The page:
This is by contrast with Gen 2:25, which states that before eating the fruit, they “were not ashamed.” Here, after eating the forbidden fruit, they cover their nakedness with inadequate fig leaves. The reason nakedness should be shameful is not explained at either place, or later, although we can guess. The text suggests that sinful man is naturally ashamed of his nakedness, but sinless man is not. That man ought to be ashamed of “uncovered nakedness” is a point emphasized throughout the Bible. God makes Adam and Eve the first animal-skin clothes (Gen 3:21), implying that God agrees that, at least as long as they are in a state of sin or rebellion, their nakedness needs covering. A bit later in the narrative, Ham saw Noah naked in his tent, and told his brothers, who managed to cover their father with without gazing upon his shameful nakedness (Gen 9:20-25). For this Ham’s son Canaan is cursed to serve his brothers. Similarly, the priests must not use altars with steps, so that “thy nakedness be not discovered” (Ex 20:26), and they must wear “linen breeches to cover their nakedness” (Ex 28:42). Aholibah, one of two women against whom Ezekiel prophesied, will “play the harlot” with Egyptians, who “shall also strip thee out of thy clothes” (Ezek. 23:26)—a shameful condition indeed. A similar curse is prophesied by Hosea against his harlot wife, who is a symbol of the idolatrous Israel: “Lest I strip her naked, and set her as in the day that she was born” (Hos. 2:3). Finally, Isaiah (Isa. 20:2-4) and Micah (Mic. 1:8) themselves both go about naked to demonstrate the state the Israelites would be in if they did not repent. There are other messages that equate the exposure of nakedness with shame as well.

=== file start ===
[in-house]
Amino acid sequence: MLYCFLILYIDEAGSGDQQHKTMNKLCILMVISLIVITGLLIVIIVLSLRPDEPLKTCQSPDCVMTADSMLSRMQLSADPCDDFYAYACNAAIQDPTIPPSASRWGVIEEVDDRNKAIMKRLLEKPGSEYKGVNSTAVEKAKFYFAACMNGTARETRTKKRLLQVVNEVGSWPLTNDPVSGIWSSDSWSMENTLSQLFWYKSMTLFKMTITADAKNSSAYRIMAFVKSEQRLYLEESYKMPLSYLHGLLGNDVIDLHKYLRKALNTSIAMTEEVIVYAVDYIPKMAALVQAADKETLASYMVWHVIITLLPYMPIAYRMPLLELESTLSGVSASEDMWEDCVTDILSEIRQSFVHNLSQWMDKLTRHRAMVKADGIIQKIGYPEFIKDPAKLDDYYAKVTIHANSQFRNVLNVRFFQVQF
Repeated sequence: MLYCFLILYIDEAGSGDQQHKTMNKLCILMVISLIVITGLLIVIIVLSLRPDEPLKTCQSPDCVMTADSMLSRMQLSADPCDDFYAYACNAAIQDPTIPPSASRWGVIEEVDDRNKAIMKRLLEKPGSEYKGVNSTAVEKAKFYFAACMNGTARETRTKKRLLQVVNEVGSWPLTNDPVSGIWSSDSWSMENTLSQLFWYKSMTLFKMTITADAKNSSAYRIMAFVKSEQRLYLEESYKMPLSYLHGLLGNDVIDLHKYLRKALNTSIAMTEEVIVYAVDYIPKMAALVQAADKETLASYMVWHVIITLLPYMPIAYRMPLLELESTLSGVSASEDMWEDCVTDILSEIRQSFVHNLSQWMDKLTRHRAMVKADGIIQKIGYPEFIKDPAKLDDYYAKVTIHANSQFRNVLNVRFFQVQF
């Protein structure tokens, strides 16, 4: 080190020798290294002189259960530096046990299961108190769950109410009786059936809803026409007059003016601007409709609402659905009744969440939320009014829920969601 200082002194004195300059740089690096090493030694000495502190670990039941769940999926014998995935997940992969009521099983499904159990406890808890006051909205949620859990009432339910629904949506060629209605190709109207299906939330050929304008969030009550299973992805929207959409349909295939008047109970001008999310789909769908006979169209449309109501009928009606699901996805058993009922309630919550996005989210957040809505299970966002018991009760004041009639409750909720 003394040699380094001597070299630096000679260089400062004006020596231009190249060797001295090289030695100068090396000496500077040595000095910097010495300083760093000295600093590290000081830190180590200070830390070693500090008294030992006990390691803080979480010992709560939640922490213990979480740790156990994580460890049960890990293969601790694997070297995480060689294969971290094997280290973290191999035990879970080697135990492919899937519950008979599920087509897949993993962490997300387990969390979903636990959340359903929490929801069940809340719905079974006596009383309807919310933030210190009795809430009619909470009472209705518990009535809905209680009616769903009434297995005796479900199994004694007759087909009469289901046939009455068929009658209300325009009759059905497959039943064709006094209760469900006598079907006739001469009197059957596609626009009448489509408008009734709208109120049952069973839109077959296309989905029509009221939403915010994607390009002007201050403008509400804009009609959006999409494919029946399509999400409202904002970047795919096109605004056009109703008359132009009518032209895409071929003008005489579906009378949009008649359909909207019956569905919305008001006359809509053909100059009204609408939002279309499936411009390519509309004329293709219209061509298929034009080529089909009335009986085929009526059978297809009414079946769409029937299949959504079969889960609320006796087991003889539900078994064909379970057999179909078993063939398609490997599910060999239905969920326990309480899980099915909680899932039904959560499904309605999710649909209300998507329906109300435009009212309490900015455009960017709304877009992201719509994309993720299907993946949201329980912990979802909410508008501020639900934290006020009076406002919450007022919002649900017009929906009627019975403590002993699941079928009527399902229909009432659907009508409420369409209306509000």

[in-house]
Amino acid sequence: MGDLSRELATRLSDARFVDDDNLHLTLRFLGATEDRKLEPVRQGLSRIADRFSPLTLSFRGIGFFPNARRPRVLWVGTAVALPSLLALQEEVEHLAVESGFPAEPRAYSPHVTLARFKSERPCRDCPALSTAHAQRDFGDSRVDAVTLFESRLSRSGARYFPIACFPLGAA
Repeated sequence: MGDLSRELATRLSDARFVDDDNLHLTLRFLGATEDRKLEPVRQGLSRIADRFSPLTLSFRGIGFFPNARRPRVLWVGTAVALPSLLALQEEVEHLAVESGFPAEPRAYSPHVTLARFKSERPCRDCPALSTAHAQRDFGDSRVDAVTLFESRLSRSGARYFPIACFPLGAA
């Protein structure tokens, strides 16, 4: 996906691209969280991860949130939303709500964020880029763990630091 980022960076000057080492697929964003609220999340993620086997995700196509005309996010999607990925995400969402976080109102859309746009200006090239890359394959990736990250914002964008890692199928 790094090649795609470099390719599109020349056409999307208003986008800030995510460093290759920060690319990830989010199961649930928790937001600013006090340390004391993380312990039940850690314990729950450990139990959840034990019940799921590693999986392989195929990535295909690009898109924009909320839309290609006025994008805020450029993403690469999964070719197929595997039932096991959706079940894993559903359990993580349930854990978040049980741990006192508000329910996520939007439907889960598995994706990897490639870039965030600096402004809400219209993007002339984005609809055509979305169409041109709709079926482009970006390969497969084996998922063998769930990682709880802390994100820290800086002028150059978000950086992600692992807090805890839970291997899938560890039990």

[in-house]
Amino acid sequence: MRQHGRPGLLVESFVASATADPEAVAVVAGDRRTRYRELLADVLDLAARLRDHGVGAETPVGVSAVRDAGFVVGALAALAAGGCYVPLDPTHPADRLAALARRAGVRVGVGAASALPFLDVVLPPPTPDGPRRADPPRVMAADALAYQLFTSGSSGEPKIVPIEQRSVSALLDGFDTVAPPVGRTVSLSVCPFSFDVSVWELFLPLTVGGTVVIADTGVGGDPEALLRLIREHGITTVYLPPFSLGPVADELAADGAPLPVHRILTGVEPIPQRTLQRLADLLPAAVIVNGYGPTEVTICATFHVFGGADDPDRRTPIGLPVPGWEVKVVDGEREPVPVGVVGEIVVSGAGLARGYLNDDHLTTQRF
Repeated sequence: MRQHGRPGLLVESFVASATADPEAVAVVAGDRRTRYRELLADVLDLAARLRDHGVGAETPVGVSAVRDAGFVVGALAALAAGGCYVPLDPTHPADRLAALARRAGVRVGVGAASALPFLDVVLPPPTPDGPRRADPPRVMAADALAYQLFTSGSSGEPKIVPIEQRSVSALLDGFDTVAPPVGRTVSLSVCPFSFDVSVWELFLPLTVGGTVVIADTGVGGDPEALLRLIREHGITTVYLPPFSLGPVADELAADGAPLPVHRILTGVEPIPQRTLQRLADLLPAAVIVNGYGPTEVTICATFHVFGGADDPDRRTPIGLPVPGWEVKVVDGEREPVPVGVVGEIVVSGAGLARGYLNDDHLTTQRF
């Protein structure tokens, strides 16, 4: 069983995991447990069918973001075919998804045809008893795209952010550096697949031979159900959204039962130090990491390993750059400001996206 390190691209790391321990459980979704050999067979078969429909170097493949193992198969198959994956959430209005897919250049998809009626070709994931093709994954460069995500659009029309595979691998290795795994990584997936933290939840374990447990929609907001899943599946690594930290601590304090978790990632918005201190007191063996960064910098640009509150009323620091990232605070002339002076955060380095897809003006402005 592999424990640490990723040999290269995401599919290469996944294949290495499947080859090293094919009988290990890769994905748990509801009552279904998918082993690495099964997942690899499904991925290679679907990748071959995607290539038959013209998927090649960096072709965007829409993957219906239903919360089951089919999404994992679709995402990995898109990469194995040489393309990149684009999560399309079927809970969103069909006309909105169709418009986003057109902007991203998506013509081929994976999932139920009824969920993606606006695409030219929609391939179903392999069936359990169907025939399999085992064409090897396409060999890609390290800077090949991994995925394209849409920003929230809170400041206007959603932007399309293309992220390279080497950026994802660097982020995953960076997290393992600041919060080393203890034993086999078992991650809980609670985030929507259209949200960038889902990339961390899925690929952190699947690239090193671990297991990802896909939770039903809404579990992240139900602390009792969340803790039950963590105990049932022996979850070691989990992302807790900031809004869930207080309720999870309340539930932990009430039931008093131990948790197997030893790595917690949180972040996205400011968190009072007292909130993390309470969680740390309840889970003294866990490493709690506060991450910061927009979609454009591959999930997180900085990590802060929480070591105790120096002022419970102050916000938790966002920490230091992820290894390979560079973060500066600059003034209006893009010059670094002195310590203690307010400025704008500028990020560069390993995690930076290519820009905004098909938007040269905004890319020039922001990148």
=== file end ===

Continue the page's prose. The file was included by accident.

Surely another explanation of this sense of shame (in Gen 3:7) is that “eating the forbidden fruit” was itself symbolic of another act associated with nakedness, namely, sex?

This suggestion has made its way into the vernacular; and the presence of “carnal knowledge” as a Biblical expression seems to clinch the notion. (That is, “knowledge” of “good and evil” is akin to “knowing” a woman.) The case can be strengthed in two ways. First, sex would result in childbirth, which combined with immortality would eventually result in overpopulation, so that death would have to result. Second, they immediately realized they were naked; doing so might well mean they came to realize, after they had sex, the potent sexual significance of their nakedness. There are three problems with this theory, though. One is that if indeed they had relations at that time—if the text meant to say so—then the text would have said so, because the text do say so in the very next chapter (“And Adam knew Eve his wife”; Gen 4:1). Why would a symbol be used in Gen 3 and more literal description in Gen 4? Besides, “be fruitful and multiply” bears such implications, as did the notion that Adam was married to Eve, whose body delighted him and to whom he clove. Second, this and many other texts throughout the Bible that refer to the forbidden fruit give absolutely no indications that the fruit stood for anything else than the “Knowledge of Good and Evil,” i.e., a loss of general moral innocence. Third, if the fruit were a metaphor for sex, then sex, like the fruit, would thereby have been forbidden, but sex was a perfectly natural thing, being the means of “multiplying,” and surely not forbidden. It was hardly forbidden by God to a man and his wife; quite the contrary, in fact. It was only forbidden outside of marriage.